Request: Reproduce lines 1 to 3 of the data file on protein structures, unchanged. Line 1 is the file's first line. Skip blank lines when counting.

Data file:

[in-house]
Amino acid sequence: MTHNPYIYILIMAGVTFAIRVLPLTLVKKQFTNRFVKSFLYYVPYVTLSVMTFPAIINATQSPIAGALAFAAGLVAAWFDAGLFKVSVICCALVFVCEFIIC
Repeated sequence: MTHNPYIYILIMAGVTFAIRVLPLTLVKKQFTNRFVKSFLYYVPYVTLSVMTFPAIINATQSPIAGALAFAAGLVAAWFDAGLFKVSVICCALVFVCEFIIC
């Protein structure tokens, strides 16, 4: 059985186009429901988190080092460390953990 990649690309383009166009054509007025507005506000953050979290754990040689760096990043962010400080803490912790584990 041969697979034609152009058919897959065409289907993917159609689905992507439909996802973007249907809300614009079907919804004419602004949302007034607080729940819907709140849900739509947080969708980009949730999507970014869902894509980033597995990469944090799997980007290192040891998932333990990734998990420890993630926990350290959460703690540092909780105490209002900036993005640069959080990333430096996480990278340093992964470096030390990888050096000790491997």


[in-house]
Amino acid sequence: MTHNPYIYILIMAGVTFAIRVLPLTLVKKQFTNRFVKSFLYYVPYVTLSVMTFPAIINATQSPIAGALAFAAGLVAAWFDAGLFKVSVICCALVFVCEFIIC
Repeated sequence: MTHNPYIYILIMAGVTFAIRVLPLTLVKKQFTNRFVKSFLYYVPYVTLSVMTFPAIINATQSPIAGALAFAAGLVAAWFDAGLFKVSVICCALVFVCEFIIC